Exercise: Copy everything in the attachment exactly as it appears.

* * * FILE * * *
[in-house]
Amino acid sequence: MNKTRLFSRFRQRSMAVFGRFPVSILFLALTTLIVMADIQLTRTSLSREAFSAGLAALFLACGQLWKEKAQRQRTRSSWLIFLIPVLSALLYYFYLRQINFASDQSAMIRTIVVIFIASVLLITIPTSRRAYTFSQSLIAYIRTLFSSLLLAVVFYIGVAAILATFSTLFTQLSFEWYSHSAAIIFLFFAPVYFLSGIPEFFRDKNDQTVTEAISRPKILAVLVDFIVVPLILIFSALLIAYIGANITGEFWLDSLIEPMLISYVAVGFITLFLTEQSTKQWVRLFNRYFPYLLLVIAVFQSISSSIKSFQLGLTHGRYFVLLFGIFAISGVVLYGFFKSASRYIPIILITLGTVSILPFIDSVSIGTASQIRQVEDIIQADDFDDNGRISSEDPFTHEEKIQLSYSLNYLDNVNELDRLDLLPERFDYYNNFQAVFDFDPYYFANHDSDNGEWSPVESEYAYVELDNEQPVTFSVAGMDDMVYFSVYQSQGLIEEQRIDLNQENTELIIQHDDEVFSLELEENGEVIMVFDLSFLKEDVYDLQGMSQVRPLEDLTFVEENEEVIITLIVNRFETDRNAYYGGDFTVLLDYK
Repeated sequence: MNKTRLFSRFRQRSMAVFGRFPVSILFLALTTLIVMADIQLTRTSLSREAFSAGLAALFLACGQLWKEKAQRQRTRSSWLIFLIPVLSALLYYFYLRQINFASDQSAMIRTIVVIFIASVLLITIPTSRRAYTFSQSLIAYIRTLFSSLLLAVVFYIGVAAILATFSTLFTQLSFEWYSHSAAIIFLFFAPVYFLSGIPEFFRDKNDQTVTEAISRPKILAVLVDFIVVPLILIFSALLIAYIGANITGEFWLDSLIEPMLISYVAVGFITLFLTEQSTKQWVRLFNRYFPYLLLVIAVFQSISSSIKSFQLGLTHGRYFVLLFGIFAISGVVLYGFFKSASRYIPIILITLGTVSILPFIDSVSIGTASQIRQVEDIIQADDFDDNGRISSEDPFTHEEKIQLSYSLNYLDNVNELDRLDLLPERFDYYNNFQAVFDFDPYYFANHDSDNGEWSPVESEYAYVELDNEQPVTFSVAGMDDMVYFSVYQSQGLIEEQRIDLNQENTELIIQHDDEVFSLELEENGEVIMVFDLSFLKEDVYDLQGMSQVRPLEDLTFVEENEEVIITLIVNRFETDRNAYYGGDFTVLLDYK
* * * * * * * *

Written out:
[in-house]
Amino acid sequence: MNKTRLFSRFRQRSMAVFGRFPVSILFLALTTLIVMADIQLTRTSLSREAFSAGLAALFLACGQLWKEKAQRQRTRSSWLIFLIPVLSALLYYFYLRQINFASDQSAMIRTIVVIFIASVLLITIPTSRRAYTFSQSLIAYIRTLFSSLLLAVVFYIGVAAILATFSTLFTQLSFEWYSHSAAIIFLFFAPVYFLSGIPEFFRDKNDQTVTEAISRPKILAVLVDFIVVPLILIFSALLIAYIGANITGEFWLDSLIEPMLISYVAVGFITLFLTEQSTKQWVRLFNRYFPYLLLVIAVFQSISSSIKSFQLGLTHGRYFVLLFGIFAISGVVLYGFFKSASRYIPIILITLGTVSILPFIDSVSIGTASQIRQVEDIIQADDFDDNGRISSEDPFTHEEKIQLSYSLNYLDNVNELDRLDLLPERFDYYNNFQAVFDFDPYYFANHDSDNGEWSPVESEYAYVELDNEQPVTFSVAGMDDMVYFSVYQSQGLIEEQRIDLNQENTELIIQHDDEVFSLELEENGEVIMVFDLSFLKEDVYDLQGMSQVRPLEDLTFVEENEEVIITLIVNRFETDRNAYYGGDFTVLLDYK
Repeated sequence: MNKTRLFSRFRQRSMAVFGRFPVSILFLALTTLIVMADIQLTRTSLSREAFSAGLAALFLACGQLWKEKAQRQRTRSSWLIFLIPVLSALLYYFYLRQINFASDQSAMIRTIVVIFIASVLLITIPTSRRAYTFSQSLIAYIRTLFSSLLLAVVFYIGVAAILATFSTLFTQLSFEWYSHSAAIIFLFFAPVYFLSGIPEFFRDKNDQTVTEAISRPKILAVLVDFIVVPLILIFSALLIAYIGANITGEFWLDSLIEPMLISYVAVGFITLFLTEQSTKQWVRLFNRYFPYLLLVIAVFQSISSSIKSFQLGLTHGRYFVLLFGIFAISGVVLYGFFKSASRYIPIILITLGTVSILPFIDSVSIGTASQIRQVEDIIQADDFDDNGRISSEDPFTHEEKIQLSYSLNYLDNVNELDRLDLLPERFDYYNNFQAVFDFDPYYFANHDSDNGEWSPVESEYAYVELDNEQPVTFSVAGMDDMVYFSVYQSQGLIEEQRIDLNQENTELIIQHDDEVFSLELEENGEVIMVFDLSFLKEDVYDLQGMSQVRPLEDLTFVEENEEVIITLIVNRFETDRNAYYGGDFTVLLDYK